Standing at attention

In Karan Johar’s Kabhi Khushi Kabhie Gham (2001) the National Anthem was all about inverse Imperialism. It was about building a bharatiya ghar in Hampstead and also about colonising the English by making them sing the Jana Gana Mana. In the sporting arena and the boxing ring of Mary Kom (2014) the anthem was used to kindle the latent patriot in the audience.

However, now that the National Anthem is in the thick of debate and discussion it’s worth revisiting the most stark, powerful and hard-hitting use of it in Indian cinema, in the Marathi film, Fandry (2013). On the plight of Dalits in contemporary rural Maharashtra, the film focuses on an exploited family of pig-catchers living on the very margins of the society. They trap pigs for their daily meal. In the “National Anthem scene” their perennial degradation comes to light harrowingly as they try and catch a pig near a school as the village looks on. Jabya, the kid of the family feels humiliated and devastated at how it becomes a spectacle for all. The pig is elusive and difficult to pin down but just as they have cornered him and are about to catch him the National Anthem begins to play in the school assembly. They immediately stand in attention as the pig just walks away quietly.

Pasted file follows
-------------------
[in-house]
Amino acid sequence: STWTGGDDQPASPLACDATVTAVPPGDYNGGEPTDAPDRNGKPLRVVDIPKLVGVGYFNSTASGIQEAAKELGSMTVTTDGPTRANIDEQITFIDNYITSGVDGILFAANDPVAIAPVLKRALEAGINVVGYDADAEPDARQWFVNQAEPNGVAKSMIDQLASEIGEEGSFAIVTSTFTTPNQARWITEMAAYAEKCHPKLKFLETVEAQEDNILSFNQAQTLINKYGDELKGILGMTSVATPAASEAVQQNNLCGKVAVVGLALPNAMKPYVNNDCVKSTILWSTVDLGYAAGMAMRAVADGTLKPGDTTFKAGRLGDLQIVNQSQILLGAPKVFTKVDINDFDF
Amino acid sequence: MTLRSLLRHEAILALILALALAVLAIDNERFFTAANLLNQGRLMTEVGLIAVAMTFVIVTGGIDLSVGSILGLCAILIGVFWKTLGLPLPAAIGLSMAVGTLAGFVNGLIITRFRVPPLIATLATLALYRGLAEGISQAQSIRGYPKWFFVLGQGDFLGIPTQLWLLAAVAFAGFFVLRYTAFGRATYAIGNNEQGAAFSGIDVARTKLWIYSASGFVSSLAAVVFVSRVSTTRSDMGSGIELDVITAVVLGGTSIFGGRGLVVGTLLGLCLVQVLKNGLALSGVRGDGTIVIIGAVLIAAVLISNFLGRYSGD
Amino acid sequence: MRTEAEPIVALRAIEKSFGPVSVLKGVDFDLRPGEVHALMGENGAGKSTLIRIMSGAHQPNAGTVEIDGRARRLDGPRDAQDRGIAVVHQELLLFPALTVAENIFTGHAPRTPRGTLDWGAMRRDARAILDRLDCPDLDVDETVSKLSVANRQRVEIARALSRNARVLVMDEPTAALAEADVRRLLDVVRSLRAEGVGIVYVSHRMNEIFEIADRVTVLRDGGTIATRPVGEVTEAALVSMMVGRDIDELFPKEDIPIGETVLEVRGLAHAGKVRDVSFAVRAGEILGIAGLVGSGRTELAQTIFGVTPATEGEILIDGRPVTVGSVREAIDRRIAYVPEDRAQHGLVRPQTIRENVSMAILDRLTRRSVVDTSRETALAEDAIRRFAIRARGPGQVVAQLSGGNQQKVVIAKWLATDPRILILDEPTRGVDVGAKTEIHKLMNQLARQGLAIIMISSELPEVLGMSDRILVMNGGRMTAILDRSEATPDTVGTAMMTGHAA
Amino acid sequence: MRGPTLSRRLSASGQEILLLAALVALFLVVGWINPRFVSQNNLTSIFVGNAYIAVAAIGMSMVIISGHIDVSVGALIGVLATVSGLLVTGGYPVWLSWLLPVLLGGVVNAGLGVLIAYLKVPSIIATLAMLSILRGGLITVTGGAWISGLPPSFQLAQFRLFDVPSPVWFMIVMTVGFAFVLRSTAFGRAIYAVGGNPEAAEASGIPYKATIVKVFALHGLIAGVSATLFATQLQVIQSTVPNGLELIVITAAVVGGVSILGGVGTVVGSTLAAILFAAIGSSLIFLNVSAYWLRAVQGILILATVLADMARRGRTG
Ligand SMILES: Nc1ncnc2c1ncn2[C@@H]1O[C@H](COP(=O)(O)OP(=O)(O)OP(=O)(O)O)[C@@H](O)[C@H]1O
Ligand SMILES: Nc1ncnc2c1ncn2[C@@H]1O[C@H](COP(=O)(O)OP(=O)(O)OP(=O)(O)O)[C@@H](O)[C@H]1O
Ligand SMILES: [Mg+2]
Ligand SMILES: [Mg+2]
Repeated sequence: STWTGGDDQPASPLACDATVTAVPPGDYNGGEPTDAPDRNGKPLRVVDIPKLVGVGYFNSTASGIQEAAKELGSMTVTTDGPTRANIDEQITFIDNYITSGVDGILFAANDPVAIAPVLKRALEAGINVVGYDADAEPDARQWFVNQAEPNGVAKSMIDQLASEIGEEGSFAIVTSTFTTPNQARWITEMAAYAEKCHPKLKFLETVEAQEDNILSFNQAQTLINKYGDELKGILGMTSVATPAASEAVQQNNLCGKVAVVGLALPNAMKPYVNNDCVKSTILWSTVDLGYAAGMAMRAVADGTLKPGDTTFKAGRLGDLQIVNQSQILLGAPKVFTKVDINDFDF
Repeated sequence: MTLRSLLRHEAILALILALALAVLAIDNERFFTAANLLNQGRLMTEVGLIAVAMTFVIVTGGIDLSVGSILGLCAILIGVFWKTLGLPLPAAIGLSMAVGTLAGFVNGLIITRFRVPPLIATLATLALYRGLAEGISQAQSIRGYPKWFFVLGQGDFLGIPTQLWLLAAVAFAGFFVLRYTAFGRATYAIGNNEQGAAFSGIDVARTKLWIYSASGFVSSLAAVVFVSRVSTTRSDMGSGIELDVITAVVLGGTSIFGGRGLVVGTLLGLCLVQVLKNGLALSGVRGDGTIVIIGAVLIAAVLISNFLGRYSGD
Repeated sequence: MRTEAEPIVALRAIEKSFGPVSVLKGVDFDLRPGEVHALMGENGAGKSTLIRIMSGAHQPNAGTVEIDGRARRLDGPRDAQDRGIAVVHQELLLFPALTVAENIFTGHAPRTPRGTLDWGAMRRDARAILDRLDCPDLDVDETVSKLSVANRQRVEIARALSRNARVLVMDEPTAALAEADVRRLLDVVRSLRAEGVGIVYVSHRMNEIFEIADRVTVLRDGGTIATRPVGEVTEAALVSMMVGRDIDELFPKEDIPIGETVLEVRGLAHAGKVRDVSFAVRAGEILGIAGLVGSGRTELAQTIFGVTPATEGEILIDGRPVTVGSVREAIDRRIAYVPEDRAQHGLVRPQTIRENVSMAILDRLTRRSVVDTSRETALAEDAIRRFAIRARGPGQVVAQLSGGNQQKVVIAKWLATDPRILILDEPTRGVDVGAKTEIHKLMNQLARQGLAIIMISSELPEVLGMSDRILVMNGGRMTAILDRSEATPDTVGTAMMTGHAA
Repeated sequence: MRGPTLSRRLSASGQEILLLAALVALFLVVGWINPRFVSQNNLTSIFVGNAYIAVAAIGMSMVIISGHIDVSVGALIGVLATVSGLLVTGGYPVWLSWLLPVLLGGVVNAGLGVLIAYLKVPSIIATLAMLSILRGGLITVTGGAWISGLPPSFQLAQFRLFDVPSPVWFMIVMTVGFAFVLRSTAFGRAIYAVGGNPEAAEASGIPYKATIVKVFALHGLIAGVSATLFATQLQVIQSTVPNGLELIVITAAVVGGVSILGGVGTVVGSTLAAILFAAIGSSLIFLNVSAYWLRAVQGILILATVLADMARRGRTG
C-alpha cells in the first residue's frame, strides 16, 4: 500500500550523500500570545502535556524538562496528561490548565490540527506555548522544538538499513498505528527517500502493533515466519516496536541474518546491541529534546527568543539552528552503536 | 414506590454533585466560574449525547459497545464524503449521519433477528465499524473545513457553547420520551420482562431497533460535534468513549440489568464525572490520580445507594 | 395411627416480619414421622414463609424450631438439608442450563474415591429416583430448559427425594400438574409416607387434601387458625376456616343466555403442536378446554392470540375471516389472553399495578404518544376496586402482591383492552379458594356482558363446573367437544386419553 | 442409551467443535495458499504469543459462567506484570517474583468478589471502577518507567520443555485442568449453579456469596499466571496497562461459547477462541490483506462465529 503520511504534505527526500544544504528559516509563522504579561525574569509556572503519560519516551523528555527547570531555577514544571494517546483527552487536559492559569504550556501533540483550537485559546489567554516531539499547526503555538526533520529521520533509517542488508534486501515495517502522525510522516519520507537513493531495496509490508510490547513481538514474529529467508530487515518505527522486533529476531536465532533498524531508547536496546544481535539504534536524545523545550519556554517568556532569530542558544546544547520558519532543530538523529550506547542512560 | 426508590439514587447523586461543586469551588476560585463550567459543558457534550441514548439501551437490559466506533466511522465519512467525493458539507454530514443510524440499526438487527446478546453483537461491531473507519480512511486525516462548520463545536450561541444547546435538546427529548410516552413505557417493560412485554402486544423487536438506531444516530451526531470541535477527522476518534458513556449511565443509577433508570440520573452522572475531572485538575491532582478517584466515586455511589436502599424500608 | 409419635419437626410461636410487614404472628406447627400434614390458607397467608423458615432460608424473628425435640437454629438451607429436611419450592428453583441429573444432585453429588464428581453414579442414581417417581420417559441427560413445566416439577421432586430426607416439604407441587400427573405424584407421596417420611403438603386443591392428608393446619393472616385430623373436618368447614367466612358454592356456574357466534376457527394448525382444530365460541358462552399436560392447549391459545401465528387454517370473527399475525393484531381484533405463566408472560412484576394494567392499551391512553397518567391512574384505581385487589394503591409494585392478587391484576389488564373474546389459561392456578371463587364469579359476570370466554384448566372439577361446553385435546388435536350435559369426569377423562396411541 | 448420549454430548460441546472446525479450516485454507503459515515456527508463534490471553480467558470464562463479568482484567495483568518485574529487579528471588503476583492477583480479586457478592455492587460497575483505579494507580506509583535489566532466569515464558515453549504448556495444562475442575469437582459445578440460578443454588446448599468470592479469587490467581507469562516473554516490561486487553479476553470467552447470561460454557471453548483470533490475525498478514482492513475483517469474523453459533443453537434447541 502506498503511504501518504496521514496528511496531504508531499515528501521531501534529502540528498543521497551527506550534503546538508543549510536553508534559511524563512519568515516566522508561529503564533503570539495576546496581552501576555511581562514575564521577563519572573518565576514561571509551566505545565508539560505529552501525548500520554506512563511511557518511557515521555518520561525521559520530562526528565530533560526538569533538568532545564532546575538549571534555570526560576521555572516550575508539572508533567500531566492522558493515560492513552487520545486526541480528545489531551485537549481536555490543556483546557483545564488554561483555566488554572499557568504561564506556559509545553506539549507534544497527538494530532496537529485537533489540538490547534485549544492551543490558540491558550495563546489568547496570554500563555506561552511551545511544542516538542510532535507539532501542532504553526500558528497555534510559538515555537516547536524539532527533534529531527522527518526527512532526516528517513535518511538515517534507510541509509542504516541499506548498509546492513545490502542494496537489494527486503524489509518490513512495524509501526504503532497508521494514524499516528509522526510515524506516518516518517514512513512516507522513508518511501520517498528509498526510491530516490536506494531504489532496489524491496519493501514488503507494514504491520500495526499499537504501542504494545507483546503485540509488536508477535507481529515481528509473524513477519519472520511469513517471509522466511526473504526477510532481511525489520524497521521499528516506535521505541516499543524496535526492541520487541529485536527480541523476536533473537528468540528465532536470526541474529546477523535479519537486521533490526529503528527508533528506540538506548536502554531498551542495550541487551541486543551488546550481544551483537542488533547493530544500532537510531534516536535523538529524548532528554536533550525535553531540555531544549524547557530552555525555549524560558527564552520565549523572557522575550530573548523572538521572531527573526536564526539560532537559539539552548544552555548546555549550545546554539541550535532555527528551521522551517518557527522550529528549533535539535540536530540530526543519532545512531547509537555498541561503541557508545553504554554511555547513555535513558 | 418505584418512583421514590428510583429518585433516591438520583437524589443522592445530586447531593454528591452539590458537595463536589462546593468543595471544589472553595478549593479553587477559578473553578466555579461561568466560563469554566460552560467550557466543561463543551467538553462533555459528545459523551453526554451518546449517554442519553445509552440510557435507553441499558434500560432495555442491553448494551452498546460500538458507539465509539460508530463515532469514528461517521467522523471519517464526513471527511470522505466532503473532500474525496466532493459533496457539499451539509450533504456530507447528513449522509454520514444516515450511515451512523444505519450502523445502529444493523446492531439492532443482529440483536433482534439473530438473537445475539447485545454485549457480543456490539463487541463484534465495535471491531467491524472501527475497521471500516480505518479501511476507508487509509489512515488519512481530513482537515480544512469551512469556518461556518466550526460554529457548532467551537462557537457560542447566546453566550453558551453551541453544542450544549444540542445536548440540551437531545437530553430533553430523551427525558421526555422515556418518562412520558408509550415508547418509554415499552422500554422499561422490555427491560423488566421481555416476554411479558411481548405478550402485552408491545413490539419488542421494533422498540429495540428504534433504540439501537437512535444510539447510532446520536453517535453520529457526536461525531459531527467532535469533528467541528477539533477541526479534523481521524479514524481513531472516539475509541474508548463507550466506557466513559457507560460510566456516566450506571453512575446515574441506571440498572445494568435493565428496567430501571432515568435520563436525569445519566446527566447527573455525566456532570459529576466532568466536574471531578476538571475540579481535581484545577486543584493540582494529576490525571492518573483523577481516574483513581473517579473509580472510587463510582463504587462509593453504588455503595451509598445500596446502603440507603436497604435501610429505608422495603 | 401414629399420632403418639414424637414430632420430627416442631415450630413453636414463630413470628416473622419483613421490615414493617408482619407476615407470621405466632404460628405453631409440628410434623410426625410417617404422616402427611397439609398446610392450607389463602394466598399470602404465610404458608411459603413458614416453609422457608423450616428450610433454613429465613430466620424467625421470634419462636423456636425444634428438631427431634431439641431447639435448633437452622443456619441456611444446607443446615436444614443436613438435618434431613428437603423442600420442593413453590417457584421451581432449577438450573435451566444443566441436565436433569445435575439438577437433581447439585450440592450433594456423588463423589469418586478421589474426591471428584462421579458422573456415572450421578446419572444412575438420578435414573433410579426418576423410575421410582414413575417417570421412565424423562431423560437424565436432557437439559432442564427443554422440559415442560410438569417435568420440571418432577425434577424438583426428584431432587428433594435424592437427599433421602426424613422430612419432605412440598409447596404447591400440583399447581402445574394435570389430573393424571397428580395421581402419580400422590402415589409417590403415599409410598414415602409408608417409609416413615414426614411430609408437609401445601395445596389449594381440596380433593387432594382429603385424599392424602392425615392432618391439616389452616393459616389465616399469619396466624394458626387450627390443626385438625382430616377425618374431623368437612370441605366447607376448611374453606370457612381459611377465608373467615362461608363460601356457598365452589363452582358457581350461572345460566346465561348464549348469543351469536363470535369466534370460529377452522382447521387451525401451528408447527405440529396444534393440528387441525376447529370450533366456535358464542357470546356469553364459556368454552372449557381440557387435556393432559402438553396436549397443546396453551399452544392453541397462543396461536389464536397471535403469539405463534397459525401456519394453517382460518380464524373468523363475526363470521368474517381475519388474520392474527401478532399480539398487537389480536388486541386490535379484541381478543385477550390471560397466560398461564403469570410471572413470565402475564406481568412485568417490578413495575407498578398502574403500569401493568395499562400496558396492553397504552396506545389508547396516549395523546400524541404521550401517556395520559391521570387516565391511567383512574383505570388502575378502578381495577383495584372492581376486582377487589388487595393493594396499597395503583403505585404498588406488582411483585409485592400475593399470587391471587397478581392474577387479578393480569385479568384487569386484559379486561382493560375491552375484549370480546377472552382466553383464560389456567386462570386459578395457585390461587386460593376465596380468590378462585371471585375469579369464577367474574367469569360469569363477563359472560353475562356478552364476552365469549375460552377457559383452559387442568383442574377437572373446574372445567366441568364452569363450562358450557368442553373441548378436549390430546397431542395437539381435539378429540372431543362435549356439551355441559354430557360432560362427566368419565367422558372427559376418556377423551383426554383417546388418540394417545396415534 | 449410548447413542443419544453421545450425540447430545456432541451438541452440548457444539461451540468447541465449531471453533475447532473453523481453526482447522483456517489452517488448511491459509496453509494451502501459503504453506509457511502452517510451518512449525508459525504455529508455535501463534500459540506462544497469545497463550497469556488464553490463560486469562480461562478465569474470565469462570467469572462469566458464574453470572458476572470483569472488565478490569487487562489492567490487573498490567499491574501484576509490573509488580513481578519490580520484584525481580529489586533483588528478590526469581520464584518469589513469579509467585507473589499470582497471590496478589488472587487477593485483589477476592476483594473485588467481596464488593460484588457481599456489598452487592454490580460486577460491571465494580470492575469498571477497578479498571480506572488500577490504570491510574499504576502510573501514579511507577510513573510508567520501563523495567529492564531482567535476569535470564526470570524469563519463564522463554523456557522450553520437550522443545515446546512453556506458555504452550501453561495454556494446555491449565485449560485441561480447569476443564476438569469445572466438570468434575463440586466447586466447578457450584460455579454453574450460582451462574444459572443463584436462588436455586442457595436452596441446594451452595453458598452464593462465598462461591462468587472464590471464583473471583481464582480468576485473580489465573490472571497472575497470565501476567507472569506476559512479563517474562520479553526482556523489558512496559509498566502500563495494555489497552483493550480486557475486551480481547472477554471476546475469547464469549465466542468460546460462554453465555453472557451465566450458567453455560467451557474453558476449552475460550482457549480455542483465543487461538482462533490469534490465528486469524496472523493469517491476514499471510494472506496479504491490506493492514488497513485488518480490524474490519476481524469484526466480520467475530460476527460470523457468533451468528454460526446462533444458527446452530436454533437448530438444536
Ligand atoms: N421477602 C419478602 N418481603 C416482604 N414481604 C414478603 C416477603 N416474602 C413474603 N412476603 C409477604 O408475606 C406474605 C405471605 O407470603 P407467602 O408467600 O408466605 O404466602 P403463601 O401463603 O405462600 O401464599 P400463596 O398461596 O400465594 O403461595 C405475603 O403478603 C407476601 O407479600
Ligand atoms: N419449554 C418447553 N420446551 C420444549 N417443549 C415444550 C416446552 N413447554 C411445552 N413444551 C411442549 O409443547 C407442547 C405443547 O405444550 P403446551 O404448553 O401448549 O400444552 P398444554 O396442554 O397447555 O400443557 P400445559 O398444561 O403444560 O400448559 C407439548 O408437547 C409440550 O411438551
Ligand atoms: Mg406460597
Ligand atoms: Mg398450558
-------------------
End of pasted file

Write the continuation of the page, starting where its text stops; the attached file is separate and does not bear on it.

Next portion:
“I wanted to show how they respect the nation while the nation has no care or concern for them,” says the film’s director Nagraj Manjule. They respect the country but does it treat them as equal citizens? Manjule uses Jana Gana Mana to implicate the privileged and reproaches them for the humiliation of the oppressed. “We believe in tokenism of standing up but what are we doing to uplift the fellow citizens who are beset with ugly, caste-based prejudices?” Worth a thought.

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Printable version | May 6, 2021 1:37:51 PM |

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